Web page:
How is this a problem for scientific innovation? Let’s look at how some personal beliefs could prevent innovative science from reaching the public.
“Minorities aren’t good at STEM.” The stereotype that “women are not good at math” is commonly held – and also happens to be incorrect. If a scientist holds this personal belief, then he is likely to judge any research done by women in STEM (Science, Technology, Engineering and Mathematics) more negatively – not because of its quality, but because of his own personal belief.
For instance, some studies have shown that female STEM applicants in academia are judged more harshly than their male counterparts. Because of this gender bias, it may take a female STEM researcher more time and effort before her work reaches the public.
However, people often believe that comic books are just low-brow entertainment for kids. If a scientist holds this personal belief, then she’s likely to judge any psychology research using comic books more negatively. Because of this, scientists like me who focus on comic books may not be able to publish in the most popular psychology journals. As a result, fewer people will ever see this research.
“The traditional ways are the best ways.” A final example is a personal belief that directly counters scientific innovation. Often, scientists believe that traditional methods and techniques are better than any newly proposed approaches.
The history of psychology supplies one example. Behaviorism was psychology’s dominant school of thought for the first part of the 20th century, relying on observed behavior to provide insights. Its devotees rejected new techniques for studying psychology. During behaviorism’s reign, any talk of internal processes of the mind was considered taboo. One of the pioneers of the subsequent cognitive revolution, George A. Miller, said “using ‘cognitive’ was an act of defiance.” Luckily for us, he was defiant and published one of the most highly cited papers in psychology.
If a scientist believes the way we’ve always done things in the lab is best, then she’ll judge any research done using novel approaches more negatively. Because of this, highly innovative work is rarely published in the best scientific journals and is often recognized only after considerable delay.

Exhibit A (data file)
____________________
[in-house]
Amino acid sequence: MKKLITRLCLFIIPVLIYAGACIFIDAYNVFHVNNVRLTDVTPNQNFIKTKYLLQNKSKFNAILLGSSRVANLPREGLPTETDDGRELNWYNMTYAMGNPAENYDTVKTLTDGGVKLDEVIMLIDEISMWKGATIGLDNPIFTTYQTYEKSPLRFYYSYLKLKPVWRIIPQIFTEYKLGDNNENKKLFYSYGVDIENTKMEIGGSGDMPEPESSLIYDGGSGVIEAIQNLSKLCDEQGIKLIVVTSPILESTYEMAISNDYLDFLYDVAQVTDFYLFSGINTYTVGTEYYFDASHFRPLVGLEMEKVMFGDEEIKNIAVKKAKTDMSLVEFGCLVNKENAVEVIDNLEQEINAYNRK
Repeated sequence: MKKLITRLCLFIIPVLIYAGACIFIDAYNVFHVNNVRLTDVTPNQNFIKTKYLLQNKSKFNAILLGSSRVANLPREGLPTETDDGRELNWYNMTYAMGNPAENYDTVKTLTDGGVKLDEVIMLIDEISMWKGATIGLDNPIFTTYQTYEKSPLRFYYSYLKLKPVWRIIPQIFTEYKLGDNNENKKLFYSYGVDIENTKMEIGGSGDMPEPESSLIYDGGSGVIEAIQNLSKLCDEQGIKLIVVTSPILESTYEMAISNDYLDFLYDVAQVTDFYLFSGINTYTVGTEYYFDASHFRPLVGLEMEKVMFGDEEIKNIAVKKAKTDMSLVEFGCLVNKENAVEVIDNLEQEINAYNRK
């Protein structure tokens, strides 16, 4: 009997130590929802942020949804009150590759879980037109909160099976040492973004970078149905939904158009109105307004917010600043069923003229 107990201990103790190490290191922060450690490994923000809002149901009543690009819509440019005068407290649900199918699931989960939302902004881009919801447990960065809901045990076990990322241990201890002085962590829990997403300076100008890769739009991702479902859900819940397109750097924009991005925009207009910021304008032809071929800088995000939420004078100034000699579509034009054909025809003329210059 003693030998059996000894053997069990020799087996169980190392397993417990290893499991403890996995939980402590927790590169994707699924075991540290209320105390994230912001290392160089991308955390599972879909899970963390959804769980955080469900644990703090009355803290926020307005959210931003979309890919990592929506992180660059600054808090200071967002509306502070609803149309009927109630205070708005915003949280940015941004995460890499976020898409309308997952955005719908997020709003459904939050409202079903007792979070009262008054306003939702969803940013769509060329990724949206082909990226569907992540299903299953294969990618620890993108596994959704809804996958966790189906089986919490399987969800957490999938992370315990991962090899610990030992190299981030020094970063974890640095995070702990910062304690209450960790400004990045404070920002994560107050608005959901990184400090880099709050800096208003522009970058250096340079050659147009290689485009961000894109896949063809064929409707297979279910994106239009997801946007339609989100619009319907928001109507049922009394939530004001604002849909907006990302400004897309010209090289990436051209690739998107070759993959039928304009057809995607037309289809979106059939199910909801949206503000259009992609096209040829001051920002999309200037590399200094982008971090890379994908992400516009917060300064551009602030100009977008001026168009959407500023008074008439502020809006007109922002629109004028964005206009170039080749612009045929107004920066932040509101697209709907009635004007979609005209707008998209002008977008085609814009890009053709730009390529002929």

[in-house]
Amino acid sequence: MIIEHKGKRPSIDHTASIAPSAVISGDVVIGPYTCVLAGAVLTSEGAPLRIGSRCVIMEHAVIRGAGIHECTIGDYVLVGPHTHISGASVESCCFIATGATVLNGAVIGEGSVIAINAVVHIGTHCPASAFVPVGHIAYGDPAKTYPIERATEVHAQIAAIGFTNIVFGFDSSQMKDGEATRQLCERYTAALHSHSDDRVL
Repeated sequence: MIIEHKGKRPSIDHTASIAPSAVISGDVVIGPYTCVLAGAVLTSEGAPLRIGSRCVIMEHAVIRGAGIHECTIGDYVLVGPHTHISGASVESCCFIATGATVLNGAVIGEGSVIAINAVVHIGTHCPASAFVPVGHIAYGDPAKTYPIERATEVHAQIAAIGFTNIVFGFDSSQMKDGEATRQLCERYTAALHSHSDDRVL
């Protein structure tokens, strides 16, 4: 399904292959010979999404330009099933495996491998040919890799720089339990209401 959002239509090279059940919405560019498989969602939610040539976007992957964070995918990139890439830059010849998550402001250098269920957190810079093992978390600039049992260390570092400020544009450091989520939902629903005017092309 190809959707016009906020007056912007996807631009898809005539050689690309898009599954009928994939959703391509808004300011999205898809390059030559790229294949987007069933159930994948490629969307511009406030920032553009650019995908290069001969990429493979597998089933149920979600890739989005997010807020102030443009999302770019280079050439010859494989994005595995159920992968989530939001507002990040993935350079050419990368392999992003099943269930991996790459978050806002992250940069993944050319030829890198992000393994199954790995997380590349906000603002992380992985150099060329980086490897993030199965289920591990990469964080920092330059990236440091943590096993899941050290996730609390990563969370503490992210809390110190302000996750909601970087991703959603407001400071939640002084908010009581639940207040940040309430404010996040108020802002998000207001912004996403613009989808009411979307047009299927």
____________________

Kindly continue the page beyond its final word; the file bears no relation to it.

How is this a problem for scientific progress?
Almost by definition, the most important and innovative scientific findings often go against people’s existing beliefs. If research that conforms to personal beliefs is favored, then any research that is based on new ideas runs the risk of being passed over. It takes a leap to imagine a round Earth when everyone’s always believed it to be flat.
How can scientists stop their personal beliefs from impeding scientific progress? Completely removing personal beliefs from these contexts is impossible. But we can work to change our beliefs so that, instead of hampering scientific progress, they encourage it. Many studies have outlined possible ways to modify beliefs. It’s up to scientists, and indeed society as well, to begin to examine their own beliefs and change them for the better.
After all, we don’t want to delay the next revolutionary idea in climate science, pioneering cure for cancer, or dazzling discovery in astronomy just because we can’t see past our original beliefs.
You may have heard of graphene, a sheet of pure carbon, one atom thick, that’s all the rage in materials-science circles, and getting plenty of media hype as well. Reports have trumpeted graphene as an ultra-thin, super-strong, super-conductive, super-flexible material. You could be excused for thinking it might even save all of humanity from certain doom.
Not exactly. In the current world of nano-electronics, there is a lot more going on than just graphene. One of the materials I work with, molybdenum disulphide (MoS₂), is a one-layer material with interesting properties beyond those of graphene. MoS₂ can absorb five times as much visible light as graphene, making it useful in light detectors and solar cells. In addition, even newer materials like borophene (a one-layer material made of boron atoms projected to be mechanically stronger than graphene) are being proposed and synthesized every day.
These and other materials yet to be discovered will be used like Lego pieces to build the electronics of the future. By stacking multiple materials in different ways, we can take advantage of different properties in each of them. The new electronics built with these combined structures will be faster, smaller, more environmentally resistant and cheaper than what we have now.
Looking for an energy gap
There is a key reason that graphene will not be the versatile cure-all material that the hype might suggest. You can’t just stack graphene repeatedly to get what you want. The electronic property preventing this is the lack of what is called an “energy gap.” (The more technical term is “band gap.”)
Metals will conduct electricity through them regardless of the environment. However, any other material that is not a metal needs a little boost of energy from the outside to get electrons to move through the band gap and into the conducting state. How much of a boost the material needs is called the energy gap. The energy gap is one of the factors that determines how much total energy needs to be put into your entire electrical device, from either heat or applied electrical voltage, to get it to conduct electricity. You essentially have to put in enough starting energy if you want your device to work.